Over 76% mothers believe that vegetarian diets have limited options of protein-rich foods
Protein has been the proverbial underdog on the dinner table in most Indian households. The Indian Council of Medical Research (ICMR) recommends that an average adult should consume about one gram of protein per kg of body weight every day. But reality indicates otherwise. The Indian Market Research Bureau suggests that protein deficiency in Indians is more than 80%, and as per the recent National Sample Survey, India has a declining per capita protein consumption in both urban and rural areas.
On this occasion of Protein Day, observed on February 27theach year, let's look into the reasons behind protein deficiency in India and what needs to be done to address this challenge.
Why is protein intake in India a challenge?
The under-consumption of protein in Indian households can be pinned down to several influencing factors. The Protein Paradox Study by Right to Protein, that surveyed over 2142 mothers across 16 cities to understand the reasons why protein was ignored in an Indian household, an insight that emerged was the misinformation surrounding protein and its consumption. Nearly 95% of Indian mothers know of protein as a macro-nutrient but only 3% really understand its important functions and why one should consume it!
There is also a prevalent myth that a basic meal comprising of dal, roti and rice is enough to meet the daily requirements of protein. Both plant and animal-based foods which are high in protein content also remained unidentified. This is a cause for concern, especially in India where a majority of the population follow either a vegetarian or a flexitarian diet (casual vegetarianism), even plant-based sources of protein go unnoticed.
Lack of adequate know-how about vegetarian sources of protein
Over 76% mothers believe that vegetarian diets have limited options of protein rich food compared to non-vegetarian diets. This also makes it hard to break the myth that vegetarian diets fail to provide the right amount of protein.
A well-planned vegetarian diet can provide all the necessary nutrients, including protein. High protein sources such assoybeans, tofu, lentils, chickpeas, kidney beans, nuts and seeds are all great examples of quality vegetarian protein.
"Consumption of protein-rich food and pulses which are inexpensive and a natural choice, high in fibre and rich source of iron also, need to be made known of, for instance Soybean is a complete protein comparable to animal protein.", says Dr Raj Bhandari, Member, National Technical Board of Nutrition and Health at NITI Aayog.
Soybean is a source of high-quality protein. It is not just a rich source of plant protein but is also rich in iron, fibre, phosphorus, and several other vital nutrients. It is also a high-quality vegetable protein which is beneficial for both humans and animals. For animals, it is a universal acceptable feed due to its high protein content and suitable amino acid profile. Being a highly digestible protein for animals, Soybean's notable benefits make it a great choice for standard animal feed in several parts of the world, including India.
The quality of protein warrants a focus as much as thequantity of protein does. "Not just the quantity, quality of protein also needs to be focused on. Digestibility of protein consumed also needs to be consideration," Dr. Bhandari adds
Other good sources of vegetarian protein are pulses, which also offer other nutrients like fibre and iron. A similar sentiment is shared by Ms. Inoshi Sharma, Director - Social and Behaviour Change at FSSAI who asserted, "If you are following a plant-based diet or you are a vegetarian, you get all the requirements of protein. A combination of rice/wheat and dal is a wholesome meal and added with some vegetables and salad, fulfils all the nutritional requirements for the entire day. This misconception that exists that vegetarians lack protein is not correct."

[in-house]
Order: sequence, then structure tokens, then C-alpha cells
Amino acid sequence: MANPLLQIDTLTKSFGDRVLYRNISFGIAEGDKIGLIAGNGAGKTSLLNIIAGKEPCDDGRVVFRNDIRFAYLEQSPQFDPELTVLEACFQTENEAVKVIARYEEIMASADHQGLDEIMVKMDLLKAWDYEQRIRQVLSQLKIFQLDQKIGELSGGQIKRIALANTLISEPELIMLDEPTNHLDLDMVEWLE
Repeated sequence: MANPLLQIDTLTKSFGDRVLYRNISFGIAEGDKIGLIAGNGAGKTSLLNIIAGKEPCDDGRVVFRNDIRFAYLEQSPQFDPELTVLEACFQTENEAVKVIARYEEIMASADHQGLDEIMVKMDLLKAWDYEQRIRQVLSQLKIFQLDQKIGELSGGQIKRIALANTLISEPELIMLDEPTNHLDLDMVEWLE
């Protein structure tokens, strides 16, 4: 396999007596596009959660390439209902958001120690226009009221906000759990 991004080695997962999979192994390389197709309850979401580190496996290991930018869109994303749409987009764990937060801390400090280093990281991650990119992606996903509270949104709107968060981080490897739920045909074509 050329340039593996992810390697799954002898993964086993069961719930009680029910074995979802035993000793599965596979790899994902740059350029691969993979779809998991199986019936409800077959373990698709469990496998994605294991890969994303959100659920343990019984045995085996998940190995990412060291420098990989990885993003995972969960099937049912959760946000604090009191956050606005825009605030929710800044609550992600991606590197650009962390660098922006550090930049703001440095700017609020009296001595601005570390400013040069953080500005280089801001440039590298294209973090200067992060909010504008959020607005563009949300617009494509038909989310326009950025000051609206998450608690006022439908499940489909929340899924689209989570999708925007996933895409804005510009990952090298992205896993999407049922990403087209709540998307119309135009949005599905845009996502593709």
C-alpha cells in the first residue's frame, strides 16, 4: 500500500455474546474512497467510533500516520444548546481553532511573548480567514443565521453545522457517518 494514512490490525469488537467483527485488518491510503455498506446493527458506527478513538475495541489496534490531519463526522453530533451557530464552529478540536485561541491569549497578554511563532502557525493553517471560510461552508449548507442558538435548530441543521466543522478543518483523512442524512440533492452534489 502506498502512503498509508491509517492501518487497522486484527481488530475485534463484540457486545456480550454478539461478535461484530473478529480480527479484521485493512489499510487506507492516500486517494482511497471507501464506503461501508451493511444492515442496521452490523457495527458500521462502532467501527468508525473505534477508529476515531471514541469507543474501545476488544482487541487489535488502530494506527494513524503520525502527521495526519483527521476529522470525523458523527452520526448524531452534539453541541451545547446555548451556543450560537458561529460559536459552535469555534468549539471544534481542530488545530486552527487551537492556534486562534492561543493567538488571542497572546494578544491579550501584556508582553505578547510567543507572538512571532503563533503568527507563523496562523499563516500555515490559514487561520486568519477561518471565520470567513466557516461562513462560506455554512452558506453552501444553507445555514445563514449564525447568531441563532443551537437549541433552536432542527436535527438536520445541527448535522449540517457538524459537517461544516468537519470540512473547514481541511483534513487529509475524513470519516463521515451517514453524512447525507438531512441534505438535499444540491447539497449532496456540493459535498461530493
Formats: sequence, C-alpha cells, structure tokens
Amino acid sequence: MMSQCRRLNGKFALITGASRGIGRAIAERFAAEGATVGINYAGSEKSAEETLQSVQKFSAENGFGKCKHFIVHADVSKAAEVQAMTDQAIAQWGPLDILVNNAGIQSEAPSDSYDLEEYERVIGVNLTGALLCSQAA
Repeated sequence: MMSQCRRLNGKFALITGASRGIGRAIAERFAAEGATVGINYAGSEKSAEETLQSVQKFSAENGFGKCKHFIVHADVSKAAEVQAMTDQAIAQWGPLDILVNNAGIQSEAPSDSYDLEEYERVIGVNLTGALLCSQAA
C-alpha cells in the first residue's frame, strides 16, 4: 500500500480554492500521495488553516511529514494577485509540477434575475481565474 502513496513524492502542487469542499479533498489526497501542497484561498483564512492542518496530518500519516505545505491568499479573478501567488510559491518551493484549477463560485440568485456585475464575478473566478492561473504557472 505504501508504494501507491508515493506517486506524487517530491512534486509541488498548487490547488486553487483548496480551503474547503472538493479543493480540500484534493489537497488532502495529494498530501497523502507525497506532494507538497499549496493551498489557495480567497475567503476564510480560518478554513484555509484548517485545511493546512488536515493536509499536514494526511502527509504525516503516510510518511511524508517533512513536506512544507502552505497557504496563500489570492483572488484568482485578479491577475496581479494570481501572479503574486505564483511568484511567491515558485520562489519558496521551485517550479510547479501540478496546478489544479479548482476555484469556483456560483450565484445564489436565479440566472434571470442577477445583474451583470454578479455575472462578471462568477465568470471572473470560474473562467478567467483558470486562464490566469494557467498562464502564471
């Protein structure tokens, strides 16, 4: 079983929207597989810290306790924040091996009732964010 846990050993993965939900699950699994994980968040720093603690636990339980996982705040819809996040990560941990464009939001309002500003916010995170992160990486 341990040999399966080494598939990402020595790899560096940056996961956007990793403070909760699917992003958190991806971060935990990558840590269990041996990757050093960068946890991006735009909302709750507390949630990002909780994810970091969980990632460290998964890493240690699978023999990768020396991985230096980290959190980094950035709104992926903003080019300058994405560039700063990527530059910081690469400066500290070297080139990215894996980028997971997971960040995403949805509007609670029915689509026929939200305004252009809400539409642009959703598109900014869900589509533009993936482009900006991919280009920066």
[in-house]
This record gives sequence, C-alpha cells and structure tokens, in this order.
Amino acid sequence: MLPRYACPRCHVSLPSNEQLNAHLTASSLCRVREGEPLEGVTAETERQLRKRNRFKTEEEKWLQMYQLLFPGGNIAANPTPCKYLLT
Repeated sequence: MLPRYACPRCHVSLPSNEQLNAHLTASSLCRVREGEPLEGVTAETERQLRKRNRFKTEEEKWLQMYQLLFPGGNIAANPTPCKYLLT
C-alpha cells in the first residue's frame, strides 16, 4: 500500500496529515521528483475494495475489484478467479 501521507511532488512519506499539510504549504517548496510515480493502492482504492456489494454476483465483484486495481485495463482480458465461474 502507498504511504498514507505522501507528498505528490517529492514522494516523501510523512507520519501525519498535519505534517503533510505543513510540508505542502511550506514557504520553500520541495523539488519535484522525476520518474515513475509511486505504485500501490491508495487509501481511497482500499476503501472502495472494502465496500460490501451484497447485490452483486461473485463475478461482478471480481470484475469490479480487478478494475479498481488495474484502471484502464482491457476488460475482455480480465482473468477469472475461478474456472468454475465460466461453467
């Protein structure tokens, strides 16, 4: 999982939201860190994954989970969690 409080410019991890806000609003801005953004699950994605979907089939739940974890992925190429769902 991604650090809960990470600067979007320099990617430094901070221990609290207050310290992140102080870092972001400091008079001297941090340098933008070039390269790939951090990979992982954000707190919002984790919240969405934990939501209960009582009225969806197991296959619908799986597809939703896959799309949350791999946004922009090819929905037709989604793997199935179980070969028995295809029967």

Understanding the way forward
The solution to tackling protein deficiency in India starts with raising awareness about the macronutrient and its importance in each meal. This is where cause-awareness days like Protein Day come to play - it is an opportunity to clarify the prevalent myths around protein consumption, some of which include 'protein is difficult to digest', 'leads to weight gain' and is 'only for body builders'.
Public health experts can also focus on educating people about the importance of protein and can share different ways to add it to daily diets.
"Protein is required for several reasons. From hormones to tissue formations, your body requires protein to fulfil a variety of functions. It is important to have enough education around protein, its sources and requirement. We are a carb-loving country. There is a need to have more conversation about the hidden gems in Indian diet that are loaded with protein," says Manjari Chandra, lead of Assocham Women Foundation Wellness and Nutrition.
These experts also went on to suggest that there is a need to work on both supply and demand. Through various schemes and programs, the government can make protein sources accessible to each part of the population. An uninterrupted supply of protein-rich foods to each section of the society may help bridge the gap.
Collective efforts can help ensure good quality and quantity of protein at every meal. Even minor diet modifications can play a big role in maintaining optimal health. This Protein Dayshould be a reminder to include plant-based protein-rich whole foods alongside all other protein foods from both plant and animal sources and consume them in adequate quantities for overall health and better nutrition. A useful tool to help you identify all the protein rich is the Protein Index.
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